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Love the passion. Don't get it as the report merely indicates that sales has changed, not the use or value of any particular product. Fewer sales of desktop will make the others look better. The OTHER reason for PC sales decline is that machines (desktop) live longer and are robust enough for software (once you reach the 64bit ability) that folks are not playing the upgrade game any longer. But still use the desktop.

Reality (re: laptop and desktop) is that even the best high end laptop, when run at full power to achieve near or the same ability of a desktop has a battery life of a handful of seconds. PLUG IT IN and use it that way you just have a smaller desktop. :)
3:58 am on May 6, 2016 (gmt 0)

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My i7 high-end laptop showed quite a noticeable boost over the i3 desktop it replaced


that is a kinda meh DUAL CORE vs a quad core.. of course.. BUT, you had an i3, you could have simply done an chip upgrade... same socket...saved $$$

but at the same time, when you upgraded to the i7 you probably upgraded chipsets and to a faster.. SSD? DDR3 single chan? dual chan? DDR4? Lots of other factors that make speed other then just the processor... was your desktop single channel? what was the speed of the ram? 1600? 1800? 2100?

If it was a cheap desktop im guessing you got the slowest of the slow, and if you got an i7 laptop...you probably got the more tasty bits... its a lot more then just the processor.

You could probably drag that i3 out of the ditch with a few proper upgrades vs ram speed and HDD... OEM stuff always makes me cry..they will pull crap off the shelf and mix match parts to move the product at the best price.

If you match desktop and mobile toe to toe, its no contest.
4:04 am on May 6, 2016 (gmt 0)

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Will the TV become the processor? I'm not so sure it will unless the whole family plays along. Computing really has become a personal thing with a screen for every person.


They have been saying this for the past many many years....smart TV this, etc.. it never happens.. and they keep making gaming consoles which are now just computers to fill in the gaps.
people are still using HTPCs. I've got a PC hooked to my flat screen, i've got web, gaming, Bluray, you name it all in one place. wireless keyboard track pad combo and lets go.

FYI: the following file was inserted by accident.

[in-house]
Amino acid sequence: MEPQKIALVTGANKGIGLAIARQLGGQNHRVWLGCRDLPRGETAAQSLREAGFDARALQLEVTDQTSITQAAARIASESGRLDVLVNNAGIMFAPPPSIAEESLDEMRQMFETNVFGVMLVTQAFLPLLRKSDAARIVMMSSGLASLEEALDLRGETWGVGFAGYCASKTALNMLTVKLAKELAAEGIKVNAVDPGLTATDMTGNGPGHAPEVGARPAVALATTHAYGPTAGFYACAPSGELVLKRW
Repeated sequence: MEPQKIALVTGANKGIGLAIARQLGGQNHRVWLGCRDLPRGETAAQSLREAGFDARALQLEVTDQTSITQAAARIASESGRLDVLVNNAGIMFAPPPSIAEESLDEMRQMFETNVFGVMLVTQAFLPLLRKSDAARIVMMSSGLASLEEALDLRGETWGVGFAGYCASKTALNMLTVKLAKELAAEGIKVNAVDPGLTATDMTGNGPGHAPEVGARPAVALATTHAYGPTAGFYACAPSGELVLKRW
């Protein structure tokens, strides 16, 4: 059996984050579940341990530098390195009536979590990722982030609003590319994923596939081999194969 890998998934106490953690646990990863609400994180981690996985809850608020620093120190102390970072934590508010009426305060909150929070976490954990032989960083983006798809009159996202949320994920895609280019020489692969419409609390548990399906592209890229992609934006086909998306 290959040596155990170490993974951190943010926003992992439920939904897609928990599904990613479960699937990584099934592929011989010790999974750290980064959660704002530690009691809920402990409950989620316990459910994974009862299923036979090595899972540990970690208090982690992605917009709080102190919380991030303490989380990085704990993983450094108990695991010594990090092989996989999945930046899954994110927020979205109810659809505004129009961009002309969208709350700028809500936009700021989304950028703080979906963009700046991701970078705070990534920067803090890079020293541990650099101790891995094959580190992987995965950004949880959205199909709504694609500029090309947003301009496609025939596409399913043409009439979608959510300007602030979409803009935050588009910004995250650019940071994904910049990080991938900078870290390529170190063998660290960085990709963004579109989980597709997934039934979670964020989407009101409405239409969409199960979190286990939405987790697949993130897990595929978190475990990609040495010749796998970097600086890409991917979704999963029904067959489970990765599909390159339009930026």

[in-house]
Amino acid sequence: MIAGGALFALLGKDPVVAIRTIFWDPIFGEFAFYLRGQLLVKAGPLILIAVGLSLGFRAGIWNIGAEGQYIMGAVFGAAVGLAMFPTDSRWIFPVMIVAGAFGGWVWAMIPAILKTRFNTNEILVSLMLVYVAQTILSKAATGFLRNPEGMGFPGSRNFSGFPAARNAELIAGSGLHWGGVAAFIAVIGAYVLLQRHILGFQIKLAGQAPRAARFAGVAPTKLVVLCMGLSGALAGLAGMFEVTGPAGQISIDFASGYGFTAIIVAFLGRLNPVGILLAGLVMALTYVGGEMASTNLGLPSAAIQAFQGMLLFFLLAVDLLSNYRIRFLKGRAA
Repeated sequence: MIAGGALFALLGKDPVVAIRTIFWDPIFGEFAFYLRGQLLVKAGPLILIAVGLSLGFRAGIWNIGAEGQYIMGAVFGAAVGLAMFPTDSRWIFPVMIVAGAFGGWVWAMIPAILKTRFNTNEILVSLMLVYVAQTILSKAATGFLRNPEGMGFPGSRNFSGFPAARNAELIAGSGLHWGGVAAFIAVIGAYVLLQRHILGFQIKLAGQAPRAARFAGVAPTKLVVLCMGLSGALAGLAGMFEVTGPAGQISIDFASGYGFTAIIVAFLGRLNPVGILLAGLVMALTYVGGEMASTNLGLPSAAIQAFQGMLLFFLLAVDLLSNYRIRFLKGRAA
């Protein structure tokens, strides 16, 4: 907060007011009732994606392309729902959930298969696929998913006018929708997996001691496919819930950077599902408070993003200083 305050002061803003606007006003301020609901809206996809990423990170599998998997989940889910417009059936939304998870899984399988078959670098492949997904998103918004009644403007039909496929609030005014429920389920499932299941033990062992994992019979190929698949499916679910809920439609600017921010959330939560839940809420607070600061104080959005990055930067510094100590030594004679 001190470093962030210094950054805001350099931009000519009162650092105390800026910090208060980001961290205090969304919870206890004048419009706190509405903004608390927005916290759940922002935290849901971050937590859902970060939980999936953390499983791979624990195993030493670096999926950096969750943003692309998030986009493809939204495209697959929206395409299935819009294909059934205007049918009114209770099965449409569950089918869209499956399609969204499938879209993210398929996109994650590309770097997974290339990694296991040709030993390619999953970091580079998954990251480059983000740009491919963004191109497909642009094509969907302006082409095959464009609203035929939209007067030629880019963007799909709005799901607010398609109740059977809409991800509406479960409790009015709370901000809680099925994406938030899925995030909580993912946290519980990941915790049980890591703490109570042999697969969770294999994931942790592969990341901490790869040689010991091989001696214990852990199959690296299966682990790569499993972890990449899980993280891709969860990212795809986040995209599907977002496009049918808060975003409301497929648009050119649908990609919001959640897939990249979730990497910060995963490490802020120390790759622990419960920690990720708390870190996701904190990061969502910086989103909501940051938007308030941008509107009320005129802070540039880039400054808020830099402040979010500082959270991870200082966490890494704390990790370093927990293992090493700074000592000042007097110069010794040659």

Sure you can do all of that with smart TV here....other device here....but when you have the full power of a computer.. you don't have to swtich around, ITS ALL THERE.. SAME PLACE.

I can even fire up emulators and do classic gaming.

I can use 10 lower power solutions, or 1 high power one.

Simple choice.
4:09 am on May 6, 2016 (gmt 0)

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Reality (re: laptop and desktop) is that even the best high end laptop, when run at full power to achieve near or the same ability of a desktop has a battery life of a handful of seconds. PLUG IT IN and use it that way you just have a smaller desktop. :)


nothing about battery life...you can't move the heat fast enough, it would be thermal shut down.

Go order a high end air cooled heat sink *THUNK* some weigh so much i worry about motherboard stress.. im talking POUNDS.

Then you go to a high end AMD....air is out of the question, 225 watt chip, FULL WATER LOOP or burn your house down.
4:19 am on May 6, 2016 (gmt 0)

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Fewer sales of desktop will make the others look better. The OTHER reason for PC sales decline is that machines (desktop) live longer and are robust enough for software (once you reach the 64bit ability) that folks are not playing the upgrade game any longer. But still use the desktop.


Exactly what I said, but at the same time EVERYTHING has reached saturation. All device sales will show flat if you look at them..but yes as I said desktops LIVE.. parts quality has gotten SO GOOD... I haven't had a single failed unit in 7 years *quality parts of course*

But zero fail rate on HUNDREDS......desktops these days might out last their owners.

No need to upgrade.....very strong 2nd hand market....in place upgrades....builders like me, 3rd party builders..... there is an entire industry thriving under those dwindling numbers.
Its so easy to take a sloppy OEM build stick under 100 in proper upgrades and give it the speed it should have shipped from the factory with.

Power to the people!
7:53 am on May 6, 2016 (gmt 0)

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I haven't had a single failed unit in 7 years *quality parts of course*


Sadly, I did experience a failure on a desktop machine. It was the power supply that died. Being modular, it's easy to replace it and no need to buy a new machine.